Last Spring, I went on a whim and flew to Toronto to take part in course to learn about teaching yoga to kids through Rainbow Kids Yoga. Over three days, we learned about introducing children to yoga poses, enriching movement and of course, meditation and breathing techniques. Not only was what I learned the perfect addition to my repertoire as a classroom teacher, but it was extremely beneficial to my work as a parent of two young kids.
I loved what I learned so much, shortly after, I started a Kids Yoga business, Radiant Kids Yoga. I truly believe introducing children to the importance of mindfulness, breathing and movement from a young age will result in a lifetime of practice, whether it be regular or during difficult times. If you are in Vancouver, make sure to check it out as I do individual classes, school visits and birthday parties. Ok enough self promotion, now to share how the breathing in particular, can be something to introduce into your family’s life to alleviate stress and find calm.
One of my favorite parts of teaching the next generation of yogis relates to the importance of breath. I share with them whether they are sad, frustrated, stressed or nervous, doing simple breathing can make one feel better and ready to tackle any situation. Taking some deep belly breaths immediately can result in a slower heart rate and helps one concentrate due to better brain function. For kids in particular, deep breathing allows them to gain control of their big feelings and emotions, while heightening happiness at the same time. You can see why many schools are introducing such practice into the work day.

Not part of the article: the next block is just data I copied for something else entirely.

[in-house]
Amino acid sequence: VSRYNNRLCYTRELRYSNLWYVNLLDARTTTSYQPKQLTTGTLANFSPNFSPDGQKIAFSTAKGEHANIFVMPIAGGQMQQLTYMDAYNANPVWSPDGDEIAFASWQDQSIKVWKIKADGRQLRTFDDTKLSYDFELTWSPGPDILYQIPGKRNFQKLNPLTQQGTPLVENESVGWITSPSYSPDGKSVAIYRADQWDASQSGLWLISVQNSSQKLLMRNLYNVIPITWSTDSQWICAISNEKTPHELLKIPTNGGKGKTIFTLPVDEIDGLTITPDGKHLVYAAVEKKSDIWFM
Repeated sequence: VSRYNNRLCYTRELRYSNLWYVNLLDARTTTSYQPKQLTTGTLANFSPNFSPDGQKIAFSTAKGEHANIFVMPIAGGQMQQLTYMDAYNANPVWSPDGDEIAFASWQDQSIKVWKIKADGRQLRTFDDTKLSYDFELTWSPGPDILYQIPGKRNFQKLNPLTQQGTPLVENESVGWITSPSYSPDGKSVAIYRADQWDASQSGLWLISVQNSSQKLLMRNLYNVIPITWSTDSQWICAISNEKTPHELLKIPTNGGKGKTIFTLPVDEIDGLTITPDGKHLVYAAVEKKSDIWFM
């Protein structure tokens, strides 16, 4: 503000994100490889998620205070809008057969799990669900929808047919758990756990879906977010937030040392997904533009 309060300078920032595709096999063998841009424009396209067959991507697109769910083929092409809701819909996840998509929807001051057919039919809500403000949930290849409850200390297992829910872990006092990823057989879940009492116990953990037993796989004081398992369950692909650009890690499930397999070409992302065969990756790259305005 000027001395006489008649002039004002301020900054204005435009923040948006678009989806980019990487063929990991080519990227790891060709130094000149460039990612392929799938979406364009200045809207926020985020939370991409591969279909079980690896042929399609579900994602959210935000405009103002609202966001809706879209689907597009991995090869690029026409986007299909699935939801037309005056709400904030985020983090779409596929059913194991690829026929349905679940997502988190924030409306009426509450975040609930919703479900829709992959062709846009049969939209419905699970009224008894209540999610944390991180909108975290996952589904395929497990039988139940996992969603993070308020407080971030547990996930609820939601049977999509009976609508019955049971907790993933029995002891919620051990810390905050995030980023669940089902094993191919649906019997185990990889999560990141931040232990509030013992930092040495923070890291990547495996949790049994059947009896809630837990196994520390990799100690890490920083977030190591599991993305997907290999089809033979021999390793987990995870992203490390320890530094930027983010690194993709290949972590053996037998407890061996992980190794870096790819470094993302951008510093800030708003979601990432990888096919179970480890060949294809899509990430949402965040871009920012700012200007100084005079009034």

So whether you have a tantruming toddler, a shy school aged child or are a busy mom trying not to loose her cool, these proven breathing techniques are ones that you are going to try.
With your “bunny” nose, take in three short breaths of air through the noise and one long exhale out. Kids love this one as they can pretend to be sniffing the air and searching out carrots. I often hear from children that after learning this technique, they have used it at home or school. Talk about rewarding as an instructor!
With one hand held up with fingers spread and one hand with its pointer finger in ready position, the index finger begins to trace the outline of the open hand. Starting at bottom of the thumb, move up with a breath in and down the other side with a breath out. Continue until you have taken five deep belly breaths touching each finger. Once complete, evaluate how you or your child feels and consider going back the other way, ending on the same thumb you started at. I find this one easy for kids to remember and thus, one that can be referred to often.
Place a small feather (I get mine from the dollar store) in a cup created by your hand or hands. Start with a small breath and watch the feather move a slightly. Then try a medium breath in and watch the feather move more. Finally, take a deep belly breath and see the feather fly into the air. I can tell you this never gets old for kids. You can make it game, by asking them to use their breath to move the feather and have them catch it on the way down. With this practice, you then also have them working on their concentration skills.
The final technique is as simple as blowing bubbles. If you think about it, this requires one to take slow breaths in and out to produce the round balls. So grab a small container of bubbles and have it on hand when your little one may need a reset.
I hope you find these breathing techniques as helpful as I have. Give your children the gift of learning the importance of breath today.